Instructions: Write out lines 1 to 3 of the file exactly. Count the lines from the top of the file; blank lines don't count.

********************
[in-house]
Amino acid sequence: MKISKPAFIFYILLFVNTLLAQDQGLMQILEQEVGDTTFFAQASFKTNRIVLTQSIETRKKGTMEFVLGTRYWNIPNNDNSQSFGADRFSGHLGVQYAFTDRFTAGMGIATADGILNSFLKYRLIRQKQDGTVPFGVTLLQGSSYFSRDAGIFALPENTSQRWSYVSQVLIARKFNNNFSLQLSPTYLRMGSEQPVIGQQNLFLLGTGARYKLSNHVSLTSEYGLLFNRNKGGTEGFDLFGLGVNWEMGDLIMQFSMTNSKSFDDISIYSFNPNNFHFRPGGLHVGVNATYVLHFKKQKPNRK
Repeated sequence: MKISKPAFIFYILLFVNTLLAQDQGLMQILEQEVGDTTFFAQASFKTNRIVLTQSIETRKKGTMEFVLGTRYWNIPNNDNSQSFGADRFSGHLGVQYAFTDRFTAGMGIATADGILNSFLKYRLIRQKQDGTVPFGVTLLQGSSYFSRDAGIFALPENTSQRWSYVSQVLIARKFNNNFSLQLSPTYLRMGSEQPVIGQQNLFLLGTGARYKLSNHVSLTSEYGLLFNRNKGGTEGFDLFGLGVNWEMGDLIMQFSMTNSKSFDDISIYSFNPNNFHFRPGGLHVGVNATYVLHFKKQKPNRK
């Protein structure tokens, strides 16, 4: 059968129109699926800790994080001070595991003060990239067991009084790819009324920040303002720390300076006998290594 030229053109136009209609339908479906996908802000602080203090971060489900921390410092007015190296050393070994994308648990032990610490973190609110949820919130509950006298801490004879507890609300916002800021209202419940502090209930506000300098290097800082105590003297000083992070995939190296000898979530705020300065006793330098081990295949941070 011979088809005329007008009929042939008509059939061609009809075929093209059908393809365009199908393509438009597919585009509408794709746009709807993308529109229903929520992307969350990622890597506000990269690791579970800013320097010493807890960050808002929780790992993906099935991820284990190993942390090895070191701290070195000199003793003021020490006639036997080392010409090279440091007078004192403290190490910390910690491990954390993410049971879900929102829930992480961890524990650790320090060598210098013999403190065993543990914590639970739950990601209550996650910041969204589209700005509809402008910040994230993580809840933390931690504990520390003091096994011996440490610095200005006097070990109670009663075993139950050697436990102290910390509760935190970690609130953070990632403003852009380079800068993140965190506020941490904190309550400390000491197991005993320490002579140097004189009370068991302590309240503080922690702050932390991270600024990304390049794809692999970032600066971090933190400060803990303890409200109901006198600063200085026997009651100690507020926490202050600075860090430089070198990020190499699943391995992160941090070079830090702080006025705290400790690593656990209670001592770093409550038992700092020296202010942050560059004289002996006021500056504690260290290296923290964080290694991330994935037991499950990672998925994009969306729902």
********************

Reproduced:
[in-house]
Amino acid sequence: MKISKPAFIFYILLFVNTLLAQDQGLMQILEQEVGDTTFFAQASFKTNRIVLTQSIETRKKGTMEFVLGTRYWNIPNNDNSQSFGADRFSGHLGVQYAFTDRFTAGMGIATADGILNSFLKYRLIRQKQDGTVPFGVTLLQGSSYFSRDAGIFALPENTSQRWSYVSQVLIARKFNNNFSLQLSPTYLRMGSEQPVIGQQNLFLLGTGARYKLSNHVSLTSEYGLLFNRNKGGTEGFDLFGLGVNWEMGDLIMQFSMTNSKSFDDISIYSFNPNNFHFRPGGLHVGVNATYVLHFKKQKPNRK
Repeated sequence: MKISKPAFIFYILLFVNTLLAQDQGLMQILEQEVGDTTFFAQASFKTNRIVLTQSIETRKKGTMEFVLGTRYWNIPNNDNSQSFGADRFSGHLGVQYAFTDRFTAGMGIATADGILNSFLKYRLIRQKQDGTVPFGVTLLQGSSYFSRDAGIFALPENTSQRWSYVSQVLIARKFNNNFSLQLSPTYLRMGSEQPVIGQQNLFLLGTGARYKLSNHVSLTSEYGLLFNRNKGGTEGFDLFGLGVNWEMGDLIMQFSMTNSKSFDDISIYSFNPNNFHFRPGGLHVGVNATYVLHFKKQKPNRK